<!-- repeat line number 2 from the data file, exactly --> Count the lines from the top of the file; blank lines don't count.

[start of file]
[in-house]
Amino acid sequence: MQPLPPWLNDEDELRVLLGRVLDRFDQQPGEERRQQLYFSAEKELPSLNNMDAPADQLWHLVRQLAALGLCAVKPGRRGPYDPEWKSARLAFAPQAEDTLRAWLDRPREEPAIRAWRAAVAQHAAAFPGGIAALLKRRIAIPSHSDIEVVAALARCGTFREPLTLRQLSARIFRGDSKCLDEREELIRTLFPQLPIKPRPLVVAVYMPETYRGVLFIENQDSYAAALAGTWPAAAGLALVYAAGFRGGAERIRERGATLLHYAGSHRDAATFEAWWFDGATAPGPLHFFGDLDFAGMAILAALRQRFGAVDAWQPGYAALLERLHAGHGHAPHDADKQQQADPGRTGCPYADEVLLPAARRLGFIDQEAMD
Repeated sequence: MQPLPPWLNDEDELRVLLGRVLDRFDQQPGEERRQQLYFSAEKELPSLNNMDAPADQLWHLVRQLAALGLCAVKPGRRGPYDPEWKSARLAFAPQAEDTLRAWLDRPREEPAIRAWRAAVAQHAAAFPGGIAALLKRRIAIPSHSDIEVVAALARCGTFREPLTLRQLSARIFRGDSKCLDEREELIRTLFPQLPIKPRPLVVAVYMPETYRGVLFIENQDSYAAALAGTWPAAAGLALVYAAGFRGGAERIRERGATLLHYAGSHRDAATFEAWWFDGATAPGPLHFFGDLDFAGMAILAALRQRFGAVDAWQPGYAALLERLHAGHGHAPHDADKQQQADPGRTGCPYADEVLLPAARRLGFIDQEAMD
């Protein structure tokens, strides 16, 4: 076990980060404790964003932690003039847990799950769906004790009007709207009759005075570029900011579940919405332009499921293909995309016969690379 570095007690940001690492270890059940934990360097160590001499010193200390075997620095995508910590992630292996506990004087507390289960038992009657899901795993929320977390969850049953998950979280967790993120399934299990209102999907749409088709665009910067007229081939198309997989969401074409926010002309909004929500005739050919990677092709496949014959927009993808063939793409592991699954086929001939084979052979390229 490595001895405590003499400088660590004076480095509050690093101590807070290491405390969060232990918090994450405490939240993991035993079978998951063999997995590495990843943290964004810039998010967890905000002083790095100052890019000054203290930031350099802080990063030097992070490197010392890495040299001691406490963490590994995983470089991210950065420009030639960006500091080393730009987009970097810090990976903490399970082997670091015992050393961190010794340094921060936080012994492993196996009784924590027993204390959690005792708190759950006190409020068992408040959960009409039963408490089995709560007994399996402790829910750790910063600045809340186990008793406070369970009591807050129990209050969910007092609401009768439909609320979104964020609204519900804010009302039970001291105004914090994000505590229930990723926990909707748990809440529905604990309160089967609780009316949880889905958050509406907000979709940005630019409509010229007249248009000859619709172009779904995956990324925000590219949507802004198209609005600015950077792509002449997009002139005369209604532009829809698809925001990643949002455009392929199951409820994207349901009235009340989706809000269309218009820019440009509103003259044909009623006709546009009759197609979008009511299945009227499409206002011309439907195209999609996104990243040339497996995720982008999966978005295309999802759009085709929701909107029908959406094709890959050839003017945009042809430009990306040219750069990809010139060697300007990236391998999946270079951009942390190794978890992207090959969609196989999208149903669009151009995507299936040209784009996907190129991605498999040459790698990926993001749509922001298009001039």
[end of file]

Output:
Amino acid sequence: MQPLPPWLNDEDELRVLLGRVLDRFDQQPGEERRQQLYFSAEKELPSLNNMDAPADQLWHLVRQLAALGLCAVKPGRRGPYDPEWKSARLAFAPQAEDTLRAWLDRPREEPAIRAWRAAVAQHAAAFPGGIAALLKRRIAIPSHSDIEVVAALARCGTFREPLTLRQLSARIFRGDSKCLDEREELIRTLFPQLPIKPRPLVVAVYMPETYRGVLFIENQDSYAAALAGTWPAAAGLALVYAAGFRGGAERIRERGATLLHYAGSHRDAATFEAWWFDGATAPGPLHFFGDLDFAGMAILAALRQRFGAVDAWQPGYAALLERLHAGHGHAPHDADKQQQADPGRTGCPYADEVLLPAARRLGFIDQEAMD